Arts Club:Surrey Arts Centre

The Odd Couple by Neil Simon

Dates and Venue 23 January – 23 February 2014, Tues at 7:30pm, Wed – Sat at 8pm (matinees Wed, Sat & Sun at 2pm) | Surrey Arts Centre

Director John Murphy Set Design David Roberts Costume Design Barbara Clayden Lighting Design Marsha Sibthorpe Sound Designer Murray Price Stage Manager Angela Beaulieu

Reviewer Roger Wayne Eberle

Boomers and Zoomers alike have all probably seen the old sitcom or movie based upon Neil Simon’s The Odd Couple. For them, a good deal of the hilarious one-liners and the roll-on-the-floor-because-you-can’t-stop-laughing antics arising from the conflict between Felix Unger, the straight-laced compulsive neat-freak and Oscar Madison, the loud-mouthed slob of a sports reporter have almost become a part of their cultural psyche. But the Arts Club Theatre production of this tightly-woven comedy is sure to appeal to all ages, because it is fundamentally a play about friendship, human nature and the pitfalls that occur when close friends try to cohabitate and fail with admirable hilarity.

The play opens with four poker buddies making themselves at home around the dining room table in their buddy Oscar Madison’s (Andrew McNee) apartment. They’ve started to play, but they’re waiting for their missing friend Felix Unger (Robert Moloney). The place is a mess, and Oscar is obviously a bigger slob than NYC is an Apple. Soon the phone rings, and the group of gamblers discover that somewhere in the city that never sleeps, their absentee friend is missing, lost, alone, and possibly suicidal. Seems kind of heavy for a comedy, but the humorous zingers never let things drift towards melodrama and soon Felix appears amusingly disheveled and distraught at the fact that his wife has kicked him out of their home.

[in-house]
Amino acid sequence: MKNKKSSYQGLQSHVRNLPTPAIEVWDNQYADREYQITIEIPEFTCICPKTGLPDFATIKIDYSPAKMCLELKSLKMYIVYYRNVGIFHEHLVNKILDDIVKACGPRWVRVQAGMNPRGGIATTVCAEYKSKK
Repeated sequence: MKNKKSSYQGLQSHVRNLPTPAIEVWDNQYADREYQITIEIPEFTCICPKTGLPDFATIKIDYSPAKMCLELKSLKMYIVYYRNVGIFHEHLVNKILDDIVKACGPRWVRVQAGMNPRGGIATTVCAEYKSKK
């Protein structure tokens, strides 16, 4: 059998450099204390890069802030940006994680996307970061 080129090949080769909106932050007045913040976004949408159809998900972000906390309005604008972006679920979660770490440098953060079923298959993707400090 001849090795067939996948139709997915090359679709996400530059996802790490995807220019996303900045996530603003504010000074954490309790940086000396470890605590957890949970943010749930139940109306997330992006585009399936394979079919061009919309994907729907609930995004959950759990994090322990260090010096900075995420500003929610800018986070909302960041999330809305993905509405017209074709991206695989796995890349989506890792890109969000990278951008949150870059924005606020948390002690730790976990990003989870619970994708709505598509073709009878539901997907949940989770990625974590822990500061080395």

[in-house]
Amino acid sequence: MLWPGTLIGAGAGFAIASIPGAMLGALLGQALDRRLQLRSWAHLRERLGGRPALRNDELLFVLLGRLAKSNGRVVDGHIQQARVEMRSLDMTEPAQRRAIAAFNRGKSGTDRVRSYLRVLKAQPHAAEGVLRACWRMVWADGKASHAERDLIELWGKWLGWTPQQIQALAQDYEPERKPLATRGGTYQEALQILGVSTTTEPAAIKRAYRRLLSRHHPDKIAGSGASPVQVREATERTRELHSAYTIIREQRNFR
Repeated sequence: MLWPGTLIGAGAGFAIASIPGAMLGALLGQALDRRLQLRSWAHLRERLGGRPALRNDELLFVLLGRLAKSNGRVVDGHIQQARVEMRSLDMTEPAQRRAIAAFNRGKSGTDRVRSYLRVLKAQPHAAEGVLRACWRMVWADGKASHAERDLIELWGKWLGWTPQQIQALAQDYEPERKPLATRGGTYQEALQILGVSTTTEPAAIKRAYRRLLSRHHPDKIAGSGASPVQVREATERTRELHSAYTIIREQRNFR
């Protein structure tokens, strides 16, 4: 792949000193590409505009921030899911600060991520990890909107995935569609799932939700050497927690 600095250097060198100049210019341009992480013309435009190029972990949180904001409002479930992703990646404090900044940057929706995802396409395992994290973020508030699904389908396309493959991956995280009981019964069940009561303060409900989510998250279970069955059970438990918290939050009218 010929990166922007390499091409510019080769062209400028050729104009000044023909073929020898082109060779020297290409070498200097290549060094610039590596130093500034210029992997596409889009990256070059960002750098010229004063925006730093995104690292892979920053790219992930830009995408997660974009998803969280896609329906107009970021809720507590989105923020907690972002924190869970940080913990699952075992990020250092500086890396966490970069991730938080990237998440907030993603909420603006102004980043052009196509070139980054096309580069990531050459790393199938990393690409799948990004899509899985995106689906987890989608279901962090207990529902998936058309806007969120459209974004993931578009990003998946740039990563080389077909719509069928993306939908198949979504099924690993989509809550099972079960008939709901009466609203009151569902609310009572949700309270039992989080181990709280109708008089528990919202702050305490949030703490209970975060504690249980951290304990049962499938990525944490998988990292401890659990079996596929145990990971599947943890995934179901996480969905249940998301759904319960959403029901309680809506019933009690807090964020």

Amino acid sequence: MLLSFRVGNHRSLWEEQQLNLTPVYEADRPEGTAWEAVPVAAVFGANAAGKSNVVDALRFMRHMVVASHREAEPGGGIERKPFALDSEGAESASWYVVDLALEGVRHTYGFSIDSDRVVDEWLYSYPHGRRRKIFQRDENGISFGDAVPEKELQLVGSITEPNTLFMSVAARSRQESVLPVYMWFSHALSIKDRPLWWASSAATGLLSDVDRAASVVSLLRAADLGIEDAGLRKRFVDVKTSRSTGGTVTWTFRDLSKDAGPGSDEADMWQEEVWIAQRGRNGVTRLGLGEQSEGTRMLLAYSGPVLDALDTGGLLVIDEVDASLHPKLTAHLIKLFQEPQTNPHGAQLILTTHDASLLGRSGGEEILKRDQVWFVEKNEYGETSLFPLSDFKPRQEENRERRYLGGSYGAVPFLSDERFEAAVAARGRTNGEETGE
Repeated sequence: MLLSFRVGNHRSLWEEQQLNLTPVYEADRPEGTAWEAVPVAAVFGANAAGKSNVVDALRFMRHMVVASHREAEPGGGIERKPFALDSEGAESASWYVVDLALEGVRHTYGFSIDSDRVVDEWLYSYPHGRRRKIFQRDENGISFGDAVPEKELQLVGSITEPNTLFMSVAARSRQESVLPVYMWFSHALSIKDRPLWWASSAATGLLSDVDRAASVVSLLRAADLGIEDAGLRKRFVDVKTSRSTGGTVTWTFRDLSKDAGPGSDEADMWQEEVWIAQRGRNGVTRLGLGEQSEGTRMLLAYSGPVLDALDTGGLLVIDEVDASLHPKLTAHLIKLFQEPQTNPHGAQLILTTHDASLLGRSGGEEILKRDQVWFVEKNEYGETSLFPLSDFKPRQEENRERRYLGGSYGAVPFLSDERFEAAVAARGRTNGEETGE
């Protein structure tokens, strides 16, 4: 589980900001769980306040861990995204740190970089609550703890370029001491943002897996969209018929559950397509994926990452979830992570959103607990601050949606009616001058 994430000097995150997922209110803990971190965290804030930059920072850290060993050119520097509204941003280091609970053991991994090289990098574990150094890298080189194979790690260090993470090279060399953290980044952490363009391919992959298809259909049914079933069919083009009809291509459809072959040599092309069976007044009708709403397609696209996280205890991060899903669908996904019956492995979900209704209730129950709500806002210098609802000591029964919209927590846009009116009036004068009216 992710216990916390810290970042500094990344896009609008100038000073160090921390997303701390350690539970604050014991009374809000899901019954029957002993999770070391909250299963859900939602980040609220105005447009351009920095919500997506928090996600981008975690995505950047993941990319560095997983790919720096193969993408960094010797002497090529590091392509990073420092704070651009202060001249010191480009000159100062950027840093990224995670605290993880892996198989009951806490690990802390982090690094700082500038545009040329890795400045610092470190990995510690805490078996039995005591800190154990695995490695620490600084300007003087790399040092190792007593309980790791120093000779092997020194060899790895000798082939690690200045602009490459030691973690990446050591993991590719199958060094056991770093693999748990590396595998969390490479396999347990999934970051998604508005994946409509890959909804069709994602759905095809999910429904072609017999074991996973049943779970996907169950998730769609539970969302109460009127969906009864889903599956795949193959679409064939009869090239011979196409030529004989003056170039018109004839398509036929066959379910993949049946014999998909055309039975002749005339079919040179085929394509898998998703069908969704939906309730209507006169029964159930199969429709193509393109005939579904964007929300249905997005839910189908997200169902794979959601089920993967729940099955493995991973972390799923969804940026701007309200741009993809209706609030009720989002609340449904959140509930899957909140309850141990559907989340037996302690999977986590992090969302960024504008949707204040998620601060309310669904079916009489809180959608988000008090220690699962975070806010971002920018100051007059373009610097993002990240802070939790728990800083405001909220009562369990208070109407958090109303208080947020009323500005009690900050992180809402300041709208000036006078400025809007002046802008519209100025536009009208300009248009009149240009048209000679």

As the story progresses, Oscar invites Felix to move in with him (he too is a divorcee and the choice seems only natural), and Felix accepts. Soon, however, their diametrically opposing temperaments and habitual lifestyle predilections threaten their friendship, and fraternity turns to fractious wrangling. Again, the mood is inevitably light, even as the situation comes to a head after an evening that was supposed to lead to romantic encounters with the two eligible and attractive British sisters who live in an apartment close by.

The Pigeon sisters, Gwendolyn (Sasha Brown) and Cecily (Kate Dion-Richard), add some much-needed estrogen to the mix as they effortlessly flirt their way through an abortive chicken dinner party amid Felix’s hilariously awkward and virtually backward advances. Felix’s overtures prove that success is only a failure away.

Much of the humour is admittedly droll, as when Felix attempts to give his roommate the silent treatment, upbraiding Oscar for his tardiness and failure to phone when he knew dinner was set for a certain time. But, there are also a great deal of belly laughs prompted by the expertly handled physical comedy of all the minor characters and the two principals. McNee is clearly one of the more athletic actors around the city these days, and he has several opportunities in this play to demonstrate his athletic prowess. He also seems to almost channel Walter Matthau in several locutions, voluble and valiant, shaken and stirred.

Odds are very good that you won’t find more laughs or a funnier comedy this Spring than the Arts Club Theatre production of The Odd Couple.

© 2014 Roger Wayne Eberle